Many states have changed the way they handle unclaimed property–and it sometimes feels like it’s not to ensure the rightful owners are reunited with their lost profits.
More states discovered the lucrative nature of unclaimed property, and they began to figure out ways to keep more of it. Why? To help fix the operating budget shortfalls in the state. It turns out in many states, the amount of unclaimed property was substantial. By some estimates, unclaimed property accounted for up to $40 Billion for state budgets nationwide.
In the late 90s, states began hiring auditing firms to analyze company books for insurers, retailers, and other businesses to identify some of this property, and turn it over to them! In the past, there were more active ways of locating these property owners used by the state to connect people or companies with their property. However, in the past ten years, many states have eliminated these notifications, leaving the onus for finding the property up to the claimant.
Other examples given include:
- Delaware used to wait until the letter they sent came back as undeliverable before they said the property was abandoned; now call it abandoned if the owner doesn’t have contact with their account within three years—and they make no attempt to reach the owner before the claim it!
- Minnesota sent letters to the owners when the property turned over to the state. But they eliminated this step in 2005, and they no longer publish the information in the newspaper like they did in the past.
- California did little to notify owners before they seized their property. The feds stepped in to fix their practices in 2007, but instead of the amount of seized property in California going down, it increased by $3.5 BILLION! Apparently their state legislature passed a law that kept their seizing practices alive and well.
- Oklahoma’s unclaimed property practices were compared to a Ponzi scheme in a lawsuit earlier this year. However, they are actively trying to change how they handle unclaimed property moving forward, even offering incentives to match consumers with their money to employees of the state’s Treasury.
I have to admit, the examples revealed in the article on Yahoo.com do not surprise me much. In my line of work, I see how these things work with unclaimed property all the time.
Here’s an example of a process I feel is not in the owner’s best interest. The state budgets a cap on unclaimed property claims to disperse in a year. Once the disbursement budget amount is reached for all the claimants in the state in a given year, any owner with an outstanding claim has to wait until the next fiscal year.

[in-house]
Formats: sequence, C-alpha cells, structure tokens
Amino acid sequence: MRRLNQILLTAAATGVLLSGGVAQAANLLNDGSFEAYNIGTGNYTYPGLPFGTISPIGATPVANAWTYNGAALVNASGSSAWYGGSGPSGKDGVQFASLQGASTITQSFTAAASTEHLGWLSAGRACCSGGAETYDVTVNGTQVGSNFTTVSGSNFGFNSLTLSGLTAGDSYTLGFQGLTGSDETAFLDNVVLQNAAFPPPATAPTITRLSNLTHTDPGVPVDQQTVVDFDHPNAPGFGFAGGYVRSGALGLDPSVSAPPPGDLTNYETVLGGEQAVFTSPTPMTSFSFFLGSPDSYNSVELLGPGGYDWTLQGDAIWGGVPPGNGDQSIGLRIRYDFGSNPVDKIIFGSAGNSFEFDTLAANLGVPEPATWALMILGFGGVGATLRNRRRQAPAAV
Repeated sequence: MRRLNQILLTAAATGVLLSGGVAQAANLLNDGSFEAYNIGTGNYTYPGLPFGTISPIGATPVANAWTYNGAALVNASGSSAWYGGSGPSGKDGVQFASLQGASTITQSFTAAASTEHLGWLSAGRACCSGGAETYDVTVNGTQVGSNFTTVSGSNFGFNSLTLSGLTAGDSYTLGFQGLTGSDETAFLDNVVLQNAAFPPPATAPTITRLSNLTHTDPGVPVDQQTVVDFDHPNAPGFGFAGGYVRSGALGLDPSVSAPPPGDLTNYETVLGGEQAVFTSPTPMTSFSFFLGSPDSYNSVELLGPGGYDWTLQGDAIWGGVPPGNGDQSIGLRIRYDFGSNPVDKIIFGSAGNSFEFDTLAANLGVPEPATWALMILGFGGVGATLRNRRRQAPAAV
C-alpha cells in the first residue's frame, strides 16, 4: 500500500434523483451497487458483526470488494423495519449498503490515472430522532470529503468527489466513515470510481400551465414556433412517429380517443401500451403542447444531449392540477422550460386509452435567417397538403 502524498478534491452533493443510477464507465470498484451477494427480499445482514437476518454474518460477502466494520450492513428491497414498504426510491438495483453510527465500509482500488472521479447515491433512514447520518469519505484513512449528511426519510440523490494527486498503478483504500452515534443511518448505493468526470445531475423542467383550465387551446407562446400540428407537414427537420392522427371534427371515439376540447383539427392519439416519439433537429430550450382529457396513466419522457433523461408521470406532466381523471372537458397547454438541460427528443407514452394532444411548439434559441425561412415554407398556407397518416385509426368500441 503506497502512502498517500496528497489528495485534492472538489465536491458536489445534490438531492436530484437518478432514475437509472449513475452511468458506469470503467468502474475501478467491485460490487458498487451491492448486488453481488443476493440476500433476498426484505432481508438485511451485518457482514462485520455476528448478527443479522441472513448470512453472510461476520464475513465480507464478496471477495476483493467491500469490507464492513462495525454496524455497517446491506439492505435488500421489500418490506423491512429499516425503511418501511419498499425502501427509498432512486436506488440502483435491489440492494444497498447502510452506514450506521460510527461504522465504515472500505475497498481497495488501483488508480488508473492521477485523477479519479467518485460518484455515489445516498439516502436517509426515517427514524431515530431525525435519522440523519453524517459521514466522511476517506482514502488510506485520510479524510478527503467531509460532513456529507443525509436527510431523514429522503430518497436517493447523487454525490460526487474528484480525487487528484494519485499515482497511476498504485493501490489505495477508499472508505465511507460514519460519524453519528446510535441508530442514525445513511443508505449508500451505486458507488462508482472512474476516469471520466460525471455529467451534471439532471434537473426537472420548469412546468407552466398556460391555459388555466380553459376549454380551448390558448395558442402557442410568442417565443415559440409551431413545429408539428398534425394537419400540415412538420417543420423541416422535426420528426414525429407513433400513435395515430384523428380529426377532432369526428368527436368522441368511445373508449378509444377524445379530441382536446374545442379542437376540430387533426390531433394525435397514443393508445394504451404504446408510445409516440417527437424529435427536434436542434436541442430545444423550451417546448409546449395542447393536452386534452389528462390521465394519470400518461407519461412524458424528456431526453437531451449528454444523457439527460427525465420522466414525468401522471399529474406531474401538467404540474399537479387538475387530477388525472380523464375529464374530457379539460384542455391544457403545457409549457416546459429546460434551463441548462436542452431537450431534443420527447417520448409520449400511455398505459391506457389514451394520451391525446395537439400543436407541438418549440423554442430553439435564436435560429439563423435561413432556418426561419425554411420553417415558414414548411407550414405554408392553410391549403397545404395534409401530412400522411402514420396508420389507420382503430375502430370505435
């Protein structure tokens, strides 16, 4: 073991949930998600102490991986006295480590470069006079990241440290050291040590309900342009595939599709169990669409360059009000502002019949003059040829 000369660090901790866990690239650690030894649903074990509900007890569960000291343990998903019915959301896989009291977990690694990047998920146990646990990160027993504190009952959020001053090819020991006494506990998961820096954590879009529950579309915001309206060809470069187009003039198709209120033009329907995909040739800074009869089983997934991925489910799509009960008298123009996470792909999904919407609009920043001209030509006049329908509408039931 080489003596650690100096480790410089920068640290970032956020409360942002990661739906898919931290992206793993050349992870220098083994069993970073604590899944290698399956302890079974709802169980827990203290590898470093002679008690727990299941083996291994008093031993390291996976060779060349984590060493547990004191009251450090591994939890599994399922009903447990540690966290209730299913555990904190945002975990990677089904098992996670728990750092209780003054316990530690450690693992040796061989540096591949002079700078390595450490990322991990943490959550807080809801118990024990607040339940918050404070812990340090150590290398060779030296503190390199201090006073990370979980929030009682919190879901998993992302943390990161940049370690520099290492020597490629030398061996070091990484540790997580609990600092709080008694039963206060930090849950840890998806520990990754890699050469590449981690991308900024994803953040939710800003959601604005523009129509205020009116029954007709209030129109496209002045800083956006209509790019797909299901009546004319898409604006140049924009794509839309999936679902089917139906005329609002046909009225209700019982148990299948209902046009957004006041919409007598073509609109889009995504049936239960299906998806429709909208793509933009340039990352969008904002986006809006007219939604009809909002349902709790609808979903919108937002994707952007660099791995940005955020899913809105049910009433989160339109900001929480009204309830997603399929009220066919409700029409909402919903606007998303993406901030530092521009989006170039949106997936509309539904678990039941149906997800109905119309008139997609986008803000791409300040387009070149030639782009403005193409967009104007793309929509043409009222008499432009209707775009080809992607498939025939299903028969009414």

That is not right.
The money is not the state’s; it belongs to the owner. When the owner proves the property belongs to them, it is due to them right then—not next month, not the next quarter, and certainly not the next year!
The recovery process should be simpler. The progressions for unclaimed property should be standardized between all states. The process for disbursement should also be more automated. Furthermore, discovering you even have a claim should be uniform. The data tables displaying Property Listings should be standardized and available free of charge to download.
But it isn’t that simple; it isn’t standardized, and the process for disbursement or even discovery is not automated.
So, as it stands, it’s up to you to reclaim what’s yours before the state does. It’s a good idea to do a periodic audit to see if one of the states where you operate is claiming some of your lost profits. The fact is if you don’t find it, the state will–and it is sometimes hard to find you even have property available to you.
Isn’t it time you knew what states are doing with YOUR money?
If you enjoyed this post, you might be interested in the following blogs:
- What a Bulldog and an Auditor Have In Common
- What is Escheatment and Why Should You Know
- How Far Back is Too Far Back?
Alan Srader is the Director of Audit Development and Corporate Training for AP Recovery, a firm delivering straightforward audits to enhance accounts payable efficiency. With thirty years of experience in Accounts Payable, Alan knows what makes audits work—and what makes them fall apart. Alan approaches his clients with a desire to help and a passion for solving the Account Payable overpayments and recovery of assets puzzle.
More articles by Alan.